Free online reading
Rheinische Friedrich-Wilhelms-Universität Bonn Englisches Seminar
Hausarbeit zum Proseminar:
Der amerikanische Roman des 20. Jahrhunderts
W.Faulkners The Sound And The Fury
Prof. Dr. L. Hönnighausen und K.Fischer-Burrell, M.A.
Philipp von Melle
In the novel The Sound And The Fury by William Faulkner, there is a relation to the idea of the fatal woman; which was a major theme in the late nineteenth´ century literature and can in a certain way be transferred to the role of Caddy Compson, and partly to her daughter Quentin, mainly in her function consisting the decay of the whole family, their members, their ideals and their way of life.
The idea of the woman´s bad influence on men, of course as a male concept, is very old. It already roots in the ancient mythology, whose well-known examples are mainly Circe, the Sirens and Ulysses as well as The Medusa theme. Although in Ovid ´ s Metamorphoses we read about women causing the death of a man, even they do not kill him by themselves. The myth of Diana and Actaeon is a good example: Actaeon, who has the bad luck to be watching the goddess Diana swimming in a lake, gets transformed into a deer by the angry Diana. His own hunting dogs chase him and tear him to pieces, because they do not recognize him as their master any more. (Ovid, Metamorphoses III, 138 - 252)
Another aspect of the woman as a dangerous person for men is, what Siegmund Freud called the "fear of castration". The myth of Salmacis and Hermaphroditus can be read in this way: The boy Hermaphroditus, reaching a lake in the mountains, is being seen by the nymph Salmacis. She, eager to be joined with him, pulls him into the lake. When she realizes that she cannot posess him, she wishes to become one body with him, so they get melted together as a person half man, half woman. (Ovid IV, 271-388) The development leading to Quentin Compson´s suicide is related to this aspect.
As the novel The Sound And The Fury can be interpreted in a symbolistic tradition, there are many symbols in it which refer to sexual connotations and which are, according to the symbolistic context of the late nineteenth´century, closely related to the death and decay images dominating the setting of Faulkners novel.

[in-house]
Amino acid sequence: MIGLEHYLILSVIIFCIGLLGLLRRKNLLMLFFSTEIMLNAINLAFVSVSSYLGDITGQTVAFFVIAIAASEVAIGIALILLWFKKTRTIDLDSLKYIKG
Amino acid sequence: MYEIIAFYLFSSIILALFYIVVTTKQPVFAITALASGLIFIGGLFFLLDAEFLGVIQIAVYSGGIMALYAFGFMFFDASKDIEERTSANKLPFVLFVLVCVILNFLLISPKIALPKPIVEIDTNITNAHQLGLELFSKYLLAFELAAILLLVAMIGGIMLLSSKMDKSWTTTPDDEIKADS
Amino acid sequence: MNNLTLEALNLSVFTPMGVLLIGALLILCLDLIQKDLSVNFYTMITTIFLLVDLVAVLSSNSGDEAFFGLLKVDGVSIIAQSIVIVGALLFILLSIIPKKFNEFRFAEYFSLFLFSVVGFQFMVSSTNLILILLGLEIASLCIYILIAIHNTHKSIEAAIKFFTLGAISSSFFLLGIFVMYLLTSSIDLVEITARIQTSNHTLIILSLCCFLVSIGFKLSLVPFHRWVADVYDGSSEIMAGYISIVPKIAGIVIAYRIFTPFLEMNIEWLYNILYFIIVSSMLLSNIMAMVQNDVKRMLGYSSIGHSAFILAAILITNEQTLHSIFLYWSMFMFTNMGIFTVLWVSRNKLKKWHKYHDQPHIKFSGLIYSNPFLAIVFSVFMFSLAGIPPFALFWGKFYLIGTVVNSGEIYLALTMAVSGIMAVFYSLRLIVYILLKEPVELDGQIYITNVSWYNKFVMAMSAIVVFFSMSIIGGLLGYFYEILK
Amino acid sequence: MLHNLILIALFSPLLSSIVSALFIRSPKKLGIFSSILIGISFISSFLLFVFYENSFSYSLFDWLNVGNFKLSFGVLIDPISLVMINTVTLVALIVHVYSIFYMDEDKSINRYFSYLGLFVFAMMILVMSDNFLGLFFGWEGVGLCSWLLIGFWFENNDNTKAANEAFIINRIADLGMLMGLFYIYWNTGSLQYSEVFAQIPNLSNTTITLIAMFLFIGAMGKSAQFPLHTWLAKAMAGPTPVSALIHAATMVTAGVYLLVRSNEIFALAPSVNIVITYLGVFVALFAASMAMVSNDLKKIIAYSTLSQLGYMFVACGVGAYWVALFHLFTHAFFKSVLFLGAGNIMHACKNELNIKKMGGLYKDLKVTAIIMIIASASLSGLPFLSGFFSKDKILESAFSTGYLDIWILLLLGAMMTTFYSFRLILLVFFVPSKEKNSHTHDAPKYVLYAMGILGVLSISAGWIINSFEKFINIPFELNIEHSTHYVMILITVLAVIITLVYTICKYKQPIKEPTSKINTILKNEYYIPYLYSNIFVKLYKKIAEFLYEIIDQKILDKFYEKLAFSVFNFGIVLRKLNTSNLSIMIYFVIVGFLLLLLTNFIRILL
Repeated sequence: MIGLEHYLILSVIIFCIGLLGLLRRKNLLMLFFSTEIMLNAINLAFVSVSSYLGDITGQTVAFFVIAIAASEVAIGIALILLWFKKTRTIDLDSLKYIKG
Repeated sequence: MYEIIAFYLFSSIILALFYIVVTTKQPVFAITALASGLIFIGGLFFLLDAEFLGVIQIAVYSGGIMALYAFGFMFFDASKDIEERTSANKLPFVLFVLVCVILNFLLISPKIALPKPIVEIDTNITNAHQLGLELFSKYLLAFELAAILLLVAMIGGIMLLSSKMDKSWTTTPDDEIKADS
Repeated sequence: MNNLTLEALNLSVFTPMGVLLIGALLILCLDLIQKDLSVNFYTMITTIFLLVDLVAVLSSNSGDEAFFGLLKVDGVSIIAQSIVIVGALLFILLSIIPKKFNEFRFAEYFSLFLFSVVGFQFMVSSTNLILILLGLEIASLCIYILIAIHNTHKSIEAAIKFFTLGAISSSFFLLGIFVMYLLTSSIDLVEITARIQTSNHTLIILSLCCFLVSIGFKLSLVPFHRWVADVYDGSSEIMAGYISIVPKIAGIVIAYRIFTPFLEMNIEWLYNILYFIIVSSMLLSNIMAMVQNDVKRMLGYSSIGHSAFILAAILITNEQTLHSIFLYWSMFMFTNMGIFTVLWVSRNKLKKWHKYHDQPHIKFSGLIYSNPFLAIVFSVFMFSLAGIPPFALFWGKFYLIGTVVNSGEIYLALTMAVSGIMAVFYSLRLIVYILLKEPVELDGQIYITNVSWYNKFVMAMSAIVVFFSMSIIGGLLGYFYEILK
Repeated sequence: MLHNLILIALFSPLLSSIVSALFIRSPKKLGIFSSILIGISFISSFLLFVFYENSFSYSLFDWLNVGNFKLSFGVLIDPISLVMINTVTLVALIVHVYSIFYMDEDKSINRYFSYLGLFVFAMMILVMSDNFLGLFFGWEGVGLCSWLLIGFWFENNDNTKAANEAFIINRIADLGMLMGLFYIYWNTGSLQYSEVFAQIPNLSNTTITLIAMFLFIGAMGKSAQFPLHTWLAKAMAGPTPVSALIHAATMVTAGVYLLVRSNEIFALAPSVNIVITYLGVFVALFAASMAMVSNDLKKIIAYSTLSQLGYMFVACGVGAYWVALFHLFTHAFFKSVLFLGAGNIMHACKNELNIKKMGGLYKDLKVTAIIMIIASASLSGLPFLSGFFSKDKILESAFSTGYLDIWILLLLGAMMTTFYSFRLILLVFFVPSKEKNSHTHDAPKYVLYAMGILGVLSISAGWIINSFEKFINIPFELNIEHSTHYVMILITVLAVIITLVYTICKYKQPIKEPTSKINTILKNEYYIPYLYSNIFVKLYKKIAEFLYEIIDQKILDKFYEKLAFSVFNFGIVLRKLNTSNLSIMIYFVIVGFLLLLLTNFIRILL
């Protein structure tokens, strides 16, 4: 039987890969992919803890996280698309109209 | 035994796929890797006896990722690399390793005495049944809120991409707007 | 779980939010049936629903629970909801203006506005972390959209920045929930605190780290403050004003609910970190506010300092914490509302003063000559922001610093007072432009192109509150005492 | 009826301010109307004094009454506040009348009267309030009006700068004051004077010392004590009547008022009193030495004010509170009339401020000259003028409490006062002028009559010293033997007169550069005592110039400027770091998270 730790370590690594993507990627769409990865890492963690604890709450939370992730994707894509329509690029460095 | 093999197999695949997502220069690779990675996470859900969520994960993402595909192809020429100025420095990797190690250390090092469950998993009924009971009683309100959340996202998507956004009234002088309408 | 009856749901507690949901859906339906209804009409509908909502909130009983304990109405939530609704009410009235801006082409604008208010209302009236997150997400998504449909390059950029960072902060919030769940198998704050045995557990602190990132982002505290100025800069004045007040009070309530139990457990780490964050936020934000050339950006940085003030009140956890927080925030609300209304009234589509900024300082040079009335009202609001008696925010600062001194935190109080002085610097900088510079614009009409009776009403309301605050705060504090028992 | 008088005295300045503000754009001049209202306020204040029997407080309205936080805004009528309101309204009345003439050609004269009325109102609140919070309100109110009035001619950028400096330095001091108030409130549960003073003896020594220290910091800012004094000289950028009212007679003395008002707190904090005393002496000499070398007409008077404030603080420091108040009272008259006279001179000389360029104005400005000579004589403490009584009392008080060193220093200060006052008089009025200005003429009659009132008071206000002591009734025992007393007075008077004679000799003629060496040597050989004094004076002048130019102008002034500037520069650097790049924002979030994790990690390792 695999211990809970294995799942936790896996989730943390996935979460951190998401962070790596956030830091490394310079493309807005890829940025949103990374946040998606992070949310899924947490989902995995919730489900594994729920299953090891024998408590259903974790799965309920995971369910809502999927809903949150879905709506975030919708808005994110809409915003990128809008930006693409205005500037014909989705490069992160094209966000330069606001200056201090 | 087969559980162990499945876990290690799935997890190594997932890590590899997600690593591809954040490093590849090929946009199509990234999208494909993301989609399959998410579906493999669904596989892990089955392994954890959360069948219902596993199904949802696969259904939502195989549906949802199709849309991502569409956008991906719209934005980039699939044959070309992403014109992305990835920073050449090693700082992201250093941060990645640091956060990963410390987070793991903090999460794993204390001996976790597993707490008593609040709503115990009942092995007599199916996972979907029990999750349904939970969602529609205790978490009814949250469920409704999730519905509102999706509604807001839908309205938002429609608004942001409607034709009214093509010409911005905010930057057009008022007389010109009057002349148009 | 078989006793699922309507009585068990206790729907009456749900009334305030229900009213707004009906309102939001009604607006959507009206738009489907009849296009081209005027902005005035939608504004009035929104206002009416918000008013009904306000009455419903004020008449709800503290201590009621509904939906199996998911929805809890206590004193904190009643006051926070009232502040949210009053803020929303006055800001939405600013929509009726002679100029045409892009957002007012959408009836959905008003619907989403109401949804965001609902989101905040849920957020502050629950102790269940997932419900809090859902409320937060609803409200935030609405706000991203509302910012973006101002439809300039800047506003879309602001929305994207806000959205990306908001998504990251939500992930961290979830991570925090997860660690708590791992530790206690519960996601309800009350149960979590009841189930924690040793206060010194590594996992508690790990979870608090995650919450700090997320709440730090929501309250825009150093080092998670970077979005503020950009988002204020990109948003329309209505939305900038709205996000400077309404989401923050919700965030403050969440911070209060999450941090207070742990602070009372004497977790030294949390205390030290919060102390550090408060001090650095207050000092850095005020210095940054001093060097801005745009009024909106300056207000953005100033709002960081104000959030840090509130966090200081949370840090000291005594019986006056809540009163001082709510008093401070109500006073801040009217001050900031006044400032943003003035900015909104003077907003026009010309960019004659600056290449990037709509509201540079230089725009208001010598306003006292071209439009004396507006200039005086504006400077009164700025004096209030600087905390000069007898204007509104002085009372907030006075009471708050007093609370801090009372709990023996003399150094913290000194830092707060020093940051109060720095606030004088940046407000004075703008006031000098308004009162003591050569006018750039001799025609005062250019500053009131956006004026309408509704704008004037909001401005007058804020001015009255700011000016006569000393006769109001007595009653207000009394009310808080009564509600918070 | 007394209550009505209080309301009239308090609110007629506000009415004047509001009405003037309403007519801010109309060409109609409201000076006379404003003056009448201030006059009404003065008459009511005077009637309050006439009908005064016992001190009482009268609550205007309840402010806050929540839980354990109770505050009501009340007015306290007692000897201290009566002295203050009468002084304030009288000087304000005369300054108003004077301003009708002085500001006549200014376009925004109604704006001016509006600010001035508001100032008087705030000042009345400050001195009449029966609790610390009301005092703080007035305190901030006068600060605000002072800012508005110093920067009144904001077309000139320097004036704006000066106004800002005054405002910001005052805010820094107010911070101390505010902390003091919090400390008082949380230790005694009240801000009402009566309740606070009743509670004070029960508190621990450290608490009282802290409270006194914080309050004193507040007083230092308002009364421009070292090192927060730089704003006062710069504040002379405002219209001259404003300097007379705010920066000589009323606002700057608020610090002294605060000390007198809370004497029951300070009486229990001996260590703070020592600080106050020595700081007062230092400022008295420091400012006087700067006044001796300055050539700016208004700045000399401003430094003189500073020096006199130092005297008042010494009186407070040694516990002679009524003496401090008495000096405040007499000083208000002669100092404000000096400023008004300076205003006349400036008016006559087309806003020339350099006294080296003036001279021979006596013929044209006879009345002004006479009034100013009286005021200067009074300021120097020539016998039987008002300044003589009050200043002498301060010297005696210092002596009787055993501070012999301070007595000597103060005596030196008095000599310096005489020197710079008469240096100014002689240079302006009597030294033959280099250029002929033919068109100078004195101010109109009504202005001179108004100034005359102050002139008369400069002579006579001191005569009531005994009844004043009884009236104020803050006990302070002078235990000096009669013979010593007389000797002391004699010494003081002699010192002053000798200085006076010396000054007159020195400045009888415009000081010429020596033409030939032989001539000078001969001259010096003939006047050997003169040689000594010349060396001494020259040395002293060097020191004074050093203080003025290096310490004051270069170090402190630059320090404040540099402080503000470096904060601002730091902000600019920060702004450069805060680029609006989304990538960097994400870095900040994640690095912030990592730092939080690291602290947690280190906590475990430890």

Why have so many male artists in all times and epoques connected the female principle with impurity, disease, death; in ine word: "the evil" ? First, there is the christian theology, in which Eve seduces Adam to eat frum the tree of cognition. The woman caused the expulsion from the paradise and therefore is responsible for all sins in the world. There is the cult of virginity; only men and women who save their virginity are able to serve God and to become member of the clergy. And there are only women who seduce men and make them forget their honest principles.
Second, to explain the close connecton of women with impurity, disease and death, there are some primitive ancient fears about women´s menstruation. Additionally, prostitution in the nineteenth´century flourished. (Bade 9) Because there was still no effective cure for syphilis, the fear of veneral disease and death always coincided close together with erotic experiences. I believe that this aspect could quite well get into the literary context, as there are many poets, writers and artists who died because of syphilis. The best known for me is Heinrich Heine and, according to Bade, also Baudelaire, Maupassant, Manet and Gauguin.
Turning the view to the relation of Caddy Compson to her child Quentin, there is also the idea that the mother passes on her fatal qualities to her child; and in fact has Quentin, the illegal child whose father is not known, little chances to escape from the role Caddy played in the Compson family until she had to leave because of her divorce with Herbert Head.
According to a need for compensation, artists created an imagination or a model of their mothers as the only true woman a man can trust. Thei male principle was always connected with an imagination of reason, analysis and power in contrast to the female one that appeared in connection with nature, sexuality and sensuality. Short to say, the moter was a good woman and some others, although they desired them, were bad.
Of course I do not like to identify Faulkners The Sound And The Fury in a on-to-one translation with these concepts, but I think that the obvious symbolical and sexually connotated history of the Compson children as well as the circumstances leading to the failure of the whole family demand a view back into traditions of the ancient century, even I talked mostly of european artists and concepts, the American literature is connected to this in a close way: Just to name Edgar Allan Poe and his translation of Baudelaire´s 42 Fleurs Du Mal into the English language, the decay theme in his stories and his personal way of life.